MSMEs making necessary yet challenging transformation

To commemorate the MSMEs Day of June 27, we dug a bit into the preparedness of select MSMEs for a green future, and while the responses were commendable, there leaves so much more to be done. 

It is perhaps pertinent to note that MSMEs represent 90% of businesses, contribute more than 50% of employment and drive up to 70% of global GDP, hence, safe to say that they are the strongest drivers of global economic development.

In 2021, Statista reported that there were estimated to be approximately 22.6 million small and medium-sized enterprises in the European Union contributing an average value of 56 percent to the economy. As one of the biggest economies in Europe, 82 percent of Germany’s added value comes from SMEs, while 93.1 percent of Malta’s as one of the smaller economies, comes from SMEs.  

But despite wielding such significant power to the global economy, a large number of MSMEs continue to approach sustainability as a simple compliance issue resulting from increasing pressure from multiple stakeholders, rather than as a vector of innovation and growth. 

To address the challenges around the integration of explicit strategies centred on environmental and social sustainability, we elicited responses from some MSMEs whom we know to have gained reputational benefits as champions of sustainable strategies. These businesses have, through their practices, models and technological innovations, positioned as future ready.

We asked their two cents on: 

– How MSMEs in their business environment are reacting to the subject of sustainability

– The biggest challenge(s) that MSMEs in Africa might encounter on their way to shifting their practices to address the mounting pressure for a carbon neutral earth

– How their business is helping to reduce the effect of climate change in their host community 

Of the responses we got, we documented two:

Curtis Phillip, Managing Director of Solartonic
with offices in the U.S. and U.K.

We believe well over half of MSMEs in our business environment are taking the issue of sustainability more seriously, especially in the past 2 years. However, the majority believe the government is not doing enough to encourage businesses to adopt greener policies.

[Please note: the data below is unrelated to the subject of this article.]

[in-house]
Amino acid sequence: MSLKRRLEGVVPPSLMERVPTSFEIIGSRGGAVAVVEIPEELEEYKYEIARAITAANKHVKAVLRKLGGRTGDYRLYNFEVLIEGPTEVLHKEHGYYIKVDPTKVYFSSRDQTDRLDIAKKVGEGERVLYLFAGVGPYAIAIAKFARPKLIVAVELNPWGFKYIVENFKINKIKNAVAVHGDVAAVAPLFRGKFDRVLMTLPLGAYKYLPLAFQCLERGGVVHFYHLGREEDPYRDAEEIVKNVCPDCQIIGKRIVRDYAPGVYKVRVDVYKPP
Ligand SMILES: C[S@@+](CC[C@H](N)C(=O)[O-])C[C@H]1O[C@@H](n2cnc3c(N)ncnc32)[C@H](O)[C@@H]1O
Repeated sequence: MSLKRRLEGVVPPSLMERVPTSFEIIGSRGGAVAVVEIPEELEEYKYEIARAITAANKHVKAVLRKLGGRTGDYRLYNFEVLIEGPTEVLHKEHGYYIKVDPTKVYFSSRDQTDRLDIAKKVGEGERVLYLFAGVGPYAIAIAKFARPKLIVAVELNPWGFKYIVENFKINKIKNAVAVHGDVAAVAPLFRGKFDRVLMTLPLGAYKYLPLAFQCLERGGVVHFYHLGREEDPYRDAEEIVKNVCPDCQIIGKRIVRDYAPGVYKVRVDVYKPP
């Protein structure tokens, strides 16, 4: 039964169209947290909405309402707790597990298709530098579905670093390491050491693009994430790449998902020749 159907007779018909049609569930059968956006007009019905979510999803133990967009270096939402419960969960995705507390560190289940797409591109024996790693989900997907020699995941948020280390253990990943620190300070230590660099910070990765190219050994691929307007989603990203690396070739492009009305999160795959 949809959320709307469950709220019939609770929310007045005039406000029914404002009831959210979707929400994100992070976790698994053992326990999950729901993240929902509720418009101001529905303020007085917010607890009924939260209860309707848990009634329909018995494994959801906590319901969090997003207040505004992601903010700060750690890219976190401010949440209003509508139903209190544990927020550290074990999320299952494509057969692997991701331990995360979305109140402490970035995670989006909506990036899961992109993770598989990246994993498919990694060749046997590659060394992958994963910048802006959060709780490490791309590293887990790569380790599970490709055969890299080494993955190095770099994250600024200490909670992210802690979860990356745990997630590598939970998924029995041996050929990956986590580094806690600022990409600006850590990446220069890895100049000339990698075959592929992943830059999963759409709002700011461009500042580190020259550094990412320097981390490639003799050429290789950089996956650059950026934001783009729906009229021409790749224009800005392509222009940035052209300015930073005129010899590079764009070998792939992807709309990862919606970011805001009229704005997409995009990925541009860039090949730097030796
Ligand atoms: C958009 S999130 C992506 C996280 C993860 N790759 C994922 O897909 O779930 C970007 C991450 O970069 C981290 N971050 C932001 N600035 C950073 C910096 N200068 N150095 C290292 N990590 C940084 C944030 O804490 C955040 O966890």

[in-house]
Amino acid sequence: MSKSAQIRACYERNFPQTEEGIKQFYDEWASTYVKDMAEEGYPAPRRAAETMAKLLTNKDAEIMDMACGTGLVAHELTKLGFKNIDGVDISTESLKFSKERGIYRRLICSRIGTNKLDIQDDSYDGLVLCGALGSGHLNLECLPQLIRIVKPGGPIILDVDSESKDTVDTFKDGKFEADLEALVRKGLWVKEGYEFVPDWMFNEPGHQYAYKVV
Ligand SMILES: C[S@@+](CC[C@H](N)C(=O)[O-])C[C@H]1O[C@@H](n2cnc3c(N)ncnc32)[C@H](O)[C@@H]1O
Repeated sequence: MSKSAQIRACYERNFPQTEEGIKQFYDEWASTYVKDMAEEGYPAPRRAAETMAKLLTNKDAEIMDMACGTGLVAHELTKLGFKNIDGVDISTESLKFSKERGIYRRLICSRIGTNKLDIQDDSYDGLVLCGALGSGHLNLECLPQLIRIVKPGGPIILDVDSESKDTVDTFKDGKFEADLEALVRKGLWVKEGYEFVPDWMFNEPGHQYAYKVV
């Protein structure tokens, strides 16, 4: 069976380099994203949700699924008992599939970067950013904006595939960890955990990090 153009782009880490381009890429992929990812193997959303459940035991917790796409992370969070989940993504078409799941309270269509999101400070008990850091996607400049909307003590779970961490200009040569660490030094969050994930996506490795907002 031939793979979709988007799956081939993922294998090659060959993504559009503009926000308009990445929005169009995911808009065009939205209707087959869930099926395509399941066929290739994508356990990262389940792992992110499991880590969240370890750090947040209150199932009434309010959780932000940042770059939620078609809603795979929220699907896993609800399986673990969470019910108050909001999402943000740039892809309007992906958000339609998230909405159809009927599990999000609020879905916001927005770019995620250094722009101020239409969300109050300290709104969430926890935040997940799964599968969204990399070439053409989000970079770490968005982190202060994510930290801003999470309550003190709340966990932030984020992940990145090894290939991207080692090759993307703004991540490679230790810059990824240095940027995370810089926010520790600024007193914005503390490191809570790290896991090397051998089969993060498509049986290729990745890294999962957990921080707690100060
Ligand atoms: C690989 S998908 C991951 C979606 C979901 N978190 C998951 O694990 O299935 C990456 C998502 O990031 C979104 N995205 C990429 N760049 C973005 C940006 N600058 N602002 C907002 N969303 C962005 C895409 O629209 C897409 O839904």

For Africa, the challenge we have encountered is the lack of government awareness or encouragement to adopt greener policies. Affordability plays an important role and that can become a barrier to adoption. Incentives are thin on the ground. Africa has an abundance of renewable sources, but little incentives for MSMEs to exploit them.

We have adopted several approaches to reducing the effects of climate change, by adopting green energy tariffs, encouraging the community to adopt solar PV and battery storage, replacing old infrastructure with new sustainable solutions, transitioning to electric vehicles and educating on the benefits of going green.

Of course, we design and manufacture our own renewable infrastructure products to reduce the effects of climate change. Some of our products.

Matthew Spiteri, Managing Director of Altern
Limited with offices in Paola and Mosta, Malta.

The problems that we set out to tackle upon our inception in 2008 are energy related hence our mission to provide simple and effective sustainable solutions that are both financially and environmentally feasible.

The belief that we’ve held onto over the years, is that we can help reduce carbon emission because we trust in the power of the sun. That is why we’ve relentlessly worked on our expertise in unearthing a range of sustainable technologies like water management systems, solar panels, heat pumps, energy storage, LED lighting and electromobility amongst others.

And by offering value-added services in energy auditing, energy management, building energy etc., we have remained at the curve of sustainable solutions while taking advantage of the current environmental momentum to disseminate information in relations to environmental sustainability. 

No doubt, there are miles to walk on this journey to a green future, and while some seem ready and capable of walking the talk on their own, many will need to be carried along, because studies (as published on IDBinvest) show that investing and enabling micro, small and medium-sized enterprises to fulfill their development potential can have significant contributions to 60% of the SDGs.

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